Successful Treatment of Resistant Invasive Aspergillosis with Combination of Caspofungin Acetate and Voriconazole during Aggresive Treatment of AML including BMT. Session Type: Publication Only

Zdenek Racil, Jiri Mayer

Author address: 

Internal Medicine-Hematooncology, University Hospital Brno, Brno, Czech Republic

Abstract: 

Background: Invasive infection by Aspergilus sp. is an emerging fungal infection in immunocompromised patients associated with high mortality. Even new antifungal agents are available now (as voriconazole and caspofungin acetate), there is still high percentage of patients who do not respond, especially when neutropenia is present. Mechanism of action of these two agents allows their combination for possible better effect in patients who do not respond to initial treatment, especially during serious neutropenia. Case report: A 31-year-old man with acute myeloid leukemia (AML) was admitted to our inst. in 10/02. After induction chemotherapy (CHT) he didnt achieved remission of AML and severe neutropenia persisted. Reinduction CHT (11/02), that led to achievement of complete remission of AML, was complicated by febrile neutropenia with empiric administration of Amfo B and epididymitis on right side. After ending of Amfo B daily fevers continued and bilateral interstitial pneumonia developed (12/02). Since BAL wasnt possible to perform and regarding to results on HRCT empiric treatment with high dose TMP-SMX started. On 23/12/02 ultrasonic testing found hepatomegaly and splenomegaly with multiple focuses in spleen and splenectomy was proceeded (histology-infiltration by Aspergillus sp.). Because invasive aspergillosis had occurred during and immediately after Amfo B treatment, on 31/12/02 caspofungin acetate (70mg IV on day 1, followed with 50mg/day IV) was administered. Due to continuing fever and relapse of right testis enlargement on 16/01/03 caspofungin acetate was replaced by voriconazole (6mg/kg bid. IV on day 1, followed with 200mg bid. PO) and first consolidation CHT started. On 30/01/02 right orchiectomy was performed (histology-infiltration by Aspergillus sp. in regression). Dose of voriconazole was enhanced to 300mg bid. PO. Fevers slightly decreased but on CT scan multiple focuses in liver and both kidneys were found. Due to insufficient effect of separate application of two antifungals and necessity of second consolidation CHT on 12/02/03 combined antifungal treatment with voriconazole 300mg bid. PO and caspofungin acetate 50mg/day IV was initiated. After period of neutropenia fevers decreased to subfebrile levels. CT scan on 31/03/03 showed regression of aspergillus focuses. On 05/04/03 conditioning for non-myeloablative BMT from match unrelated donor began. All peritransplant period was without infection complications and from 15/04/03 patient was afebrile. CT scan on day +22 (day 84 of combined antifungal treatment) and also CT scan on day +51 (day 113 of combined antifungal treatment) showed further regression of focuses in liver and kidneys. Due to this favourable findings and because of patient was without signs of acute GVHD on day +51 after BMT (day 113 of combined antifungal treatment) treatment with caspofungin acetate was finished and voriconazole 300mg bid. PO (200mg bid PO from day +91) continued. On CT scan performed on day +84 there were not any remeins of fungal focuses. Patients was in complet remission of AML, without any signs of GVHD. On day +98 imunosupression and on day +131 after BMT antifungal treatment was ended. Conclusion: With combination of voriconazole and caspofungin acetate we were able to salvage a young patient with resistant invasive aspergillosis, that did not respond to conventional antifungal treatment with separate aplication of antifungals. Also we were able to continue with aggresive treatment of AML including non-myeloablative BMT from match unrelated donor during active fungal infection. Abstract #5499 appears in Blood, Volume 102, issue 11, November 16, 2003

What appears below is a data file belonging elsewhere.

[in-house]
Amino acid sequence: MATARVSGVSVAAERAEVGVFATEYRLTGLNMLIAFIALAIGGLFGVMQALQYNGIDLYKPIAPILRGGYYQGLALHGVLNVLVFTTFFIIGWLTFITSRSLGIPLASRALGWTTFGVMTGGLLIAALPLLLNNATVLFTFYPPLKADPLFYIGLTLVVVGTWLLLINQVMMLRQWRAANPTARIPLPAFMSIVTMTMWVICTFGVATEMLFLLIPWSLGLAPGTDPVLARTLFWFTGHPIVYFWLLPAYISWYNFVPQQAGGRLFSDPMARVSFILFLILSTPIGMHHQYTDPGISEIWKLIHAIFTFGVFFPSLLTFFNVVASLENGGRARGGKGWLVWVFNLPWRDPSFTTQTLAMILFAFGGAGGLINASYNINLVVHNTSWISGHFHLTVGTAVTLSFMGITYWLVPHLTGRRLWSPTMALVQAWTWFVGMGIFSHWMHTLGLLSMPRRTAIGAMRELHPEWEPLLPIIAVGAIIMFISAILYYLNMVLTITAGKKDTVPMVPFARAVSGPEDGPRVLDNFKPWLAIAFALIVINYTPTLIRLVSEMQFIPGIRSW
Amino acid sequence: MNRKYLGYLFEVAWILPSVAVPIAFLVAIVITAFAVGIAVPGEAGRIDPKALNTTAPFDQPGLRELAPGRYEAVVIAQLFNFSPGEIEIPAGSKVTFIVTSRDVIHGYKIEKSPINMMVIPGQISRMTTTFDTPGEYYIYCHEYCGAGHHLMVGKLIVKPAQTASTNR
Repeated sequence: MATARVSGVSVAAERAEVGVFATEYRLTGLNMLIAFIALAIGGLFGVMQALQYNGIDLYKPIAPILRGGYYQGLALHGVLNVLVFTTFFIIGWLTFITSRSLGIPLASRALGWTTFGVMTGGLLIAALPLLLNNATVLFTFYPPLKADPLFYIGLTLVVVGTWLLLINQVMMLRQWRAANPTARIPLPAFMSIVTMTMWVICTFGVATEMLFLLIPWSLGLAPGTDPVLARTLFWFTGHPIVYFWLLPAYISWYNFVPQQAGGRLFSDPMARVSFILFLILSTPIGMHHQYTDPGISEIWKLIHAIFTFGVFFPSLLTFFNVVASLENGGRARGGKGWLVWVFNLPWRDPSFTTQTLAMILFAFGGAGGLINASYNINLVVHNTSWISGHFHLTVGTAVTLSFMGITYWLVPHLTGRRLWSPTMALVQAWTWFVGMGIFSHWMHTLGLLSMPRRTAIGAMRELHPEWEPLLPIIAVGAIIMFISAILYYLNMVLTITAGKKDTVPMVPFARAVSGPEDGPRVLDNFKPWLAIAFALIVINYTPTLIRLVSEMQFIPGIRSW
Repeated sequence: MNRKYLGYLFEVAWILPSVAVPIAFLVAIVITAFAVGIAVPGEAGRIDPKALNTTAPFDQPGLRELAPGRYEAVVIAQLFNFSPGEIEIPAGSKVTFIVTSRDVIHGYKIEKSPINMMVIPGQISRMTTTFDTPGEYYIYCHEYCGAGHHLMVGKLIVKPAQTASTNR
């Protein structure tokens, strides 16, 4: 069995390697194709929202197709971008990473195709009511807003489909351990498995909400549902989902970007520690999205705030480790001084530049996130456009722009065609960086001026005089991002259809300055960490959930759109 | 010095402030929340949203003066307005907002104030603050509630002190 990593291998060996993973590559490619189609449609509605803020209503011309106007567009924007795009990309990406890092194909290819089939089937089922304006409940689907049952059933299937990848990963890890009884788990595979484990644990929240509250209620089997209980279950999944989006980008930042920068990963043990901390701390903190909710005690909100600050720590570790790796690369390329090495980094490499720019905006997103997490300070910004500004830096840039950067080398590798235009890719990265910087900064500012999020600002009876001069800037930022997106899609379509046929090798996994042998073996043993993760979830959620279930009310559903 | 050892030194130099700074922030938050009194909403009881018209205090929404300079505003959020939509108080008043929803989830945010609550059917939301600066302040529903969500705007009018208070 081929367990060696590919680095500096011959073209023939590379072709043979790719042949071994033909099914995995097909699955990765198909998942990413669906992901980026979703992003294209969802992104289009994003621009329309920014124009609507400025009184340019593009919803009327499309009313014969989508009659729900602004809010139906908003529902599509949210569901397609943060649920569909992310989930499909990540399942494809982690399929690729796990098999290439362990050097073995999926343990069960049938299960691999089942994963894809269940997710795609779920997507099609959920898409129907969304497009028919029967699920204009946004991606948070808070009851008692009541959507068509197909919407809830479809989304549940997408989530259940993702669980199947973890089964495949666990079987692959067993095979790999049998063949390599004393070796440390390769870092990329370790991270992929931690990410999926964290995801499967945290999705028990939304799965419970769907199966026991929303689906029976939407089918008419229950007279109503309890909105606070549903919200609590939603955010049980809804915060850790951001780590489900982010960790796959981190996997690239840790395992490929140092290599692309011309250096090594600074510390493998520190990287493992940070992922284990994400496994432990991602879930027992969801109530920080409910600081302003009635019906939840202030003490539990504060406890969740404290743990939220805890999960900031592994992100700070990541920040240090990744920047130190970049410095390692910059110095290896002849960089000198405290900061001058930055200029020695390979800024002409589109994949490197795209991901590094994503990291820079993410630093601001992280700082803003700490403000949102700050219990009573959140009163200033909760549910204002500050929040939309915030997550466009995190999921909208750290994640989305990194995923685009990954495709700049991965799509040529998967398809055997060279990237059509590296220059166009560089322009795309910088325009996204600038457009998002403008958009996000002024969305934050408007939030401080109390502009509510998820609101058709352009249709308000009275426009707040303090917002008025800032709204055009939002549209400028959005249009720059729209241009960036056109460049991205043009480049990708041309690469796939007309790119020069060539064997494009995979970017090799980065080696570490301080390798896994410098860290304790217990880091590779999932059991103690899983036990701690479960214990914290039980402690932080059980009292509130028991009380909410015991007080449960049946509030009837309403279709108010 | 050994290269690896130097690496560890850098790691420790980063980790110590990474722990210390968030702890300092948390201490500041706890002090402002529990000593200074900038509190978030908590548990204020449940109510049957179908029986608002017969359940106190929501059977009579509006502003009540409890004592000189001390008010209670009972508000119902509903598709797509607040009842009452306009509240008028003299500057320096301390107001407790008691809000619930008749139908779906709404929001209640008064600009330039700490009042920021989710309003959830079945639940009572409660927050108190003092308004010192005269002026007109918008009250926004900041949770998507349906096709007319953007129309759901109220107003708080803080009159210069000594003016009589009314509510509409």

2003

abstract No: 

5499

Full conference title: 

American Society of Hematology 45th Annual Meeting
    • ASH 45th (2003)